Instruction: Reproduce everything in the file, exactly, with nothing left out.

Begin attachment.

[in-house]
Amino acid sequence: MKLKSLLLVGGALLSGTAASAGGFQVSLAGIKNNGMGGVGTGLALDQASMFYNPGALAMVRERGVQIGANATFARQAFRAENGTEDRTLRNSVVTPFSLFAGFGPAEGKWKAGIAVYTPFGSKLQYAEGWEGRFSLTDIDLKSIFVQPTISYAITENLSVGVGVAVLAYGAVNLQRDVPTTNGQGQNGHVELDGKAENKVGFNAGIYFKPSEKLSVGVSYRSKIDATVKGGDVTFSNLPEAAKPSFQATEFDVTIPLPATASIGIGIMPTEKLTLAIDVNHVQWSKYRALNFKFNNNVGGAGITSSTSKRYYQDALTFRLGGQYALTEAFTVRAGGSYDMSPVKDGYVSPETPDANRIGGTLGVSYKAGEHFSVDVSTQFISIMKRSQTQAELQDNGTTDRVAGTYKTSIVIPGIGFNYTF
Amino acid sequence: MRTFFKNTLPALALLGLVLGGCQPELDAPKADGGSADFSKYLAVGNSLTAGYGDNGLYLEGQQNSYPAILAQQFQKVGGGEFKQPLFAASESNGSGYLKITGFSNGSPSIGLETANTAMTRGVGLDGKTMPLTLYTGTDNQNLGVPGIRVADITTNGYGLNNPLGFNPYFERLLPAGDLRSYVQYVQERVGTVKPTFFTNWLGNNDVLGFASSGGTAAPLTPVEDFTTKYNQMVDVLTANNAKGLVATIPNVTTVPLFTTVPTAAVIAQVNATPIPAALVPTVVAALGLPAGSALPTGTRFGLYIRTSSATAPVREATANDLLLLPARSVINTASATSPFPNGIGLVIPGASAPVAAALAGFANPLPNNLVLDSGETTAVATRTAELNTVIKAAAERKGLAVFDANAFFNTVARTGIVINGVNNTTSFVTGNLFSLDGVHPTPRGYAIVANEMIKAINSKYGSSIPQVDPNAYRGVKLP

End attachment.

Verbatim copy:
[in-house]
Amino acid sequence: MKLKSLLLVGGALLSGTAASAGGFQVSLAGIKNNGMGGVGTGLALDQASMFYNPGALAMVRERGVQIGANATFARQAFRAENGTEDRTLRNSVVTPFSLFAGFGPAEGKWKAGIAVYTPFGSKLQYAEGWEGRFSLTDIDLKSIFVQPTISYAITENLSVGVGVAVLAYGAVNLQRDVPTTNGQGQNGHVELDGKAENKVGFNAGIYFKPSEKLSVGVSYRSKIDATVKGGDVTFSNLPEAAKPSFQATEFDVTIPLPATASIGIGIMPTEKLTLAIDVNHVQWSKYRALNFKFNNNVGGAGITSSTSKRYYQDALTFRLGGQYALTEAFTVRAGGSYDMSPVKDGYVSPETPDANRIGGTLGVSYKAGEHFSVDVSTQFISIMKRSQTQAELQDNGTTDRVAGTYKTSIVIPGIGFNYTF
Amino acid sequence: MRTFFKNTLPALALLGLVLGGCQPELDAPKADGGSADFSKYLAVGNSLTAGYGDNGLYLEGQQNSYPAILAQQFQKVGGGEFKQPLFAASESNGSGYLKITGFSNGSPSIGLETANTAMTRGVGLDGKTMPLTLYTGTDNQNLGVPGIRVADITTNGYGLNNPLGFNPYFERLLPAGDLRSYVQYVQERVGTVKPTFFTNWLGNNDVLGFASSGGTAAPLTPVEDFTTKYNQMVDVLTANNAKGLVATIPNVTTVPLFTTVPTAAVIAQVNATPIPAALVPTVVAALGLPAGSALPTGTRFGLYIRTSSATAPVREATANDLLLLPARSVINTASATSPFPNGIGLVIPGASAPVAAALAGFANPLPNNLVLDSGETTAVATRTAELNTVIKAAAERKGLAVFDANAFFNTVARTGIVINGVNNTTSFVTGNLFSLDGVHPTPRGYAIVANEMIKAINSKYGSSIPQVDPNAYRGVKLP